Thursday, June 8, 2017

You Are Here Charles Murray Interview: On Trump, the chaos at Middlebury, and America’s greatest threat. By Jon Miltimore

Charles Murray Interview: On Trump, the chaos at Middlebury, and America’s greatest threat

American Enterprise Institute scholar Charles Murray will be speaking at Intellectual Takeout’s upcoming gala, an event that will be livestreamed on Facebook at 7 p.m. this Thursday.
A Harvard graduate who received his PhD in political science, Murray is the author of nearly 20 books, including his controversial bestseller The Bell Curve. A recipient of the Irving Kristol Award and the Edmund Burke Award, his work has appeared in the Wall Street JournalThe New York Times, and the Washington Post.

As a prelude to the event, we sat down with Dr. Murray to discuss the state of America’s universities, the Trump administration, and the recent riot at Middlebury College that ensued after the prolific scholar accepted an invitation to speak.
Q: I’ll get right to it. What was that experience like at Middlebury College? Were you frightened?
A: I wasn’t frightened when I was in the lecture hall and we heard the chanting going on outside. I wasn’t even frightened after Professor [Allison] Stanger and I completed our video presentations. Up until the moment we opened the doors to exit the building, I thought all the excitement was over.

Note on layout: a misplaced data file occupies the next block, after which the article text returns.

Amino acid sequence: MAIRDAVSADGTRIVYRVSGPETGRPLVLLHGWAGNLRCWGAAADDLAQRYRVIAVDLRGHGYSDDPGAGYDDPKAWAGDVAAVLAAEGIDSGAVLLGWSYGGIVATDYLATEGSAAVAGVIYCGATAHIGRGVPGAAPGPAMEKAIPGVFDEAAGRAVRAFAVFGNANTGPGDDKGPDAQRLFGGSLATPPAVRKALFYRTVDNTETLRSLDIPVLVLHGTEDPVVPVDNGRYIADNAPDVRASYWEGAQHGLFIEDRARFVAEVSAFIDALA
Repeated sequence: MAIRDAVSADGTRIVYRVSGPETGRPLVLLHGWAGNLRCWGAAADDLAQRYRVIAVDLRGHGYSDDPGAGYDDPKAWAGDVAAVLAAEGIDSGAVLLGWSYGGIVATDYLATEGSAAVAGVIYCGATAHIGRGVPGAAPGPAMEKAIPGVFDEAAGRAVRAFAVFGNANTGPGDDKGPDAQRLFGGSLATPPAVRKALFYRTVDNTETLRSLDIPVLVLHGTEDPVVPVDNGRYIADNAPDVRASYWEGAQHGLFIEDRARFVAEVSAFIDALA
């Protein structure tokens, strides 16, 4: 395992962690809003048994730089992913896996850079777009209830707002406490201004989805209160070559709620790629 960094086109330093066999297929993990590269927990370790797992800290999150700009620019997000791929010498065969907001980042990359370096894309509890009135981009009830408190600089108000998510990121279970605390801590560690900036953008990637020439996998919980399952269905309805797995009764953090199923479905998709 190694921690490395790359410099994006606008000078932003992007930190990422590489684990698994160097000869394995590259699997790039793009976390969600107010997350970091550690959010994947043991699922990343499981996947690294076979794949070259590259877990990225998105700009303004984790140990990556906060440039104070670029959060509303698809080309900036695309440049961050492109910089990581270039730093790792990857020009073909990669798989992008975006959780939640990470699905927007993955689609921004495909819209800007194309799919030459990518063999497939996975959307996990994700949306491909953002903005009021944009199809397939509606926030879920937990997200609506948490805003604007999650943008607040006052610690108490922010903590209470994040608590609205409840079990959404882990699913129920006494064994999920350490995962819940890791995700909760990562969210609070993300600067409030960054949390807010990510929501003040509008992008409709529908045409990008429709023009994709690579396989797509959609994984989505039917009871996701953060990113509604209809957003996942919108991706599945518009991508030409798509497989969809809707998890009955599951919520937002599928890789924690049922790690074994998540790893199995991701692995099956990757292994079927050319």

But then to open the door and see guys in ski masks, that was scary. The thing is, you don’t get too frightened in that moment, because the adrenaline rush kind of takes care of all that.   
But I did have a very strong sense I should not fall down. That I had better not let myself get pushed to the ground. I didn’t like the idea of being on the ground in the middle of that mob.

How deeply divided is America today?
It’s hard to exaggerate how divided we are. Hardly anyone now engages in a civil conversation with people who don’t agree with them politically.
I know very few people on the left who want to engage with the ideas of people on the right. And I’m sure it looks the same way to people on the left.
People are completely uninterested in dialogue. And, of course, those of us who were Never-Trumpers are especially aware of this, because we catch it from both sides.
Which is to say that the left thinks we ought to become liberals and they are mystified that we remain committed to principles of limited government.
The faithful Trumpists think that any criticism of their man is evidence of perfidy and wanting to sell out to the left.
Read More:

No comments:

Post a Comment